At this point, we are deeply familiar with the rabbinic understanding of sha’at d’khak, a time of crisis, and pikuah nefesh, the preservation of life—the mitzvah that pushes aside all other commandments. We are living these values as we practice social distancing, self-isolation and follow the mandate from governments and health experts to stay home and limit excursions to essential matters only.
Stay Home. Stay Healthy. We at Beth Tzedec continue to urge you to fully comply with local, provincial and federal authorities as we seek to provide spiritual nearness through personal phone calls and contacts, Zoom Minyanim, Coffee with the Rabbis, lectures, meditation, congregational school, adult education and a myriad of other opportunities to connect via video conferencing and electronic communication.
With regard to Pesah, we know that many have questions about how to observe during this sha’at d’khak. We will address them below and invite you to contact us if you would like more guidance.
Passover plans for most of us have been disrupted, causing personal and familial heartache. Nevertheless, public health measures require that we follow current guidelines, therefore, we must celebrate the seder in place, with the people in our households. These are extraordinary times, which is why we believe Jewish tradition understands and supports those who will choose to use electronic means to bring family and friends together for Seder.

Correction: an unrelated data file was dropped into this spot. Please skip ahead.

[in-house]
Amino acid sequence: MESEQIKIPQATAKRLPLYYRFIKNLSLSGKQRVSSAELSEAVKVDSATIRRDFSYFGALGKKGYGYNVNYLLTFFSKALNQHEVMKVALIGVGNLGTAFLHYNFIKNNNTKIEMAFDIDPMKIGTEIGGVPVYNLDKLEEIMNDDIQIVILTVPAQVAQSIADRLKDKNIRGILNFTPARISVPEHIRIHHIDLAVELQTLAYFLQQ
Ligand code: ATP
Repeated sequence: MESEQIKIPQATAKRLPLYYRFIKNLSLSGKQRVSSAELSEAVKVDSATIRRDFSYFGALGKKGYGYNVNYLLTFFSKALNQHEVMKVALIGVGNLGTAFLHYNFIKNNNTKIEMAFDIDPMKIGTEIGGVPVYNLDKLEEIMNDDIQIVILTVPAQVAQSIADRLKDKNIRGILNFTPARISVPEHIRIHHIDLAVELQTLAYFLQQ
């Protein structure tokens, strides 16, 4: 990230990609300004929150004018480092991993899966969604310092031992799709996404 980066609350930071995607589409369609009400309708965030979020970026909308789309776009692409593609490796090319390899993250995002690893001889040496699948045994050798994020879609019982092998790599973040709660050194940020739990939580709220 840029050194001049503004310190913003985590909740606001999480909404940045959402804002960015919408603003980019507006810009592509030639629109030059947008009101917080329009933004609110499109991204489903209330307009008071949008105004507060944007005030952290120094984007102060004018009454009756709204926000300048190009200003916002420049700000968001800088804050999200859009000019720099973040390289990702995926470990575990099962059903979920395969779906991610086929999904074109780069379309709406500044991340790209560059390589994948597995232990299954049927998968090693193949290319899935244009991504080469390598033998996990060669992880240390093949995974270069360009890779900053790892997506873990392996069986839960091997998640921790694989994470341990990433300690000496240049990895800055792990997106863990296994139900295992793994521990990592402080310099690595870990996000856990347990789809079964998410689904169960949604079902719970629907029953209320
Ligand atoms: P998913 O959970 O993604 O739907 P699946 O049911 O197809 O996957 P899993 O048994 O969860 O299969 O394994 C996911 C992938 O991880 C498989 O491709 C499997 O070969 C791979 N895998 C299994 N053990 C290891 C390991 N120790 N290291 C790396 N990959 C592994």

Individuals living alone or those absolutely unable to prepare for Passover are encouraged to contact us directly and we will do our best to help you acquire what you need to enjoy a Passover seder.
Kosher for Passover
We should strive to clean our homes for Passover as we normally would.
Food providers tell us that there is a sufficient supply of Passover goods. If you are unable to procure kosher for Passover food and/or cooking or preparation items, we recommend refaining from food items that are specifically prohibited as hametz and use new items whenever possible (see the RA Passover Guide for more information).
Vegetarians and vegans are permitted, l’hathilah, from the outset, to eat kitniyot (legumes). In these times, only if other food options are not available, all are permitted to eat kitniyot. (This is one of the halakhahic opinions we were going to examine in the future. At this moment of crisis, if necessary, we are permitting it and will return to it later.)
In other words, for pikuah nefesh, we should simply do the best we can to observe the holiday to the fullest and not worry over those details that might not be possible to achieve this year during this crisis. As we do so, holding the kavanah, or mindfulness, of sha’at d’khak influences our understanding of these unusual times.
Normally, Yizkor is marked on the last day of Pesah. Since we cannot be together, and our Beth Tzedec custom is to not livestream Shabbat or holiday services, Yizkor will be held Tuesday, April 14 (the last day of Hol Hamoed) at 9:30 a.m., via Zoom. We will record Yizkor and make it available on the Beth Tzedec website and social media channels following the service.
The Sale of Hametz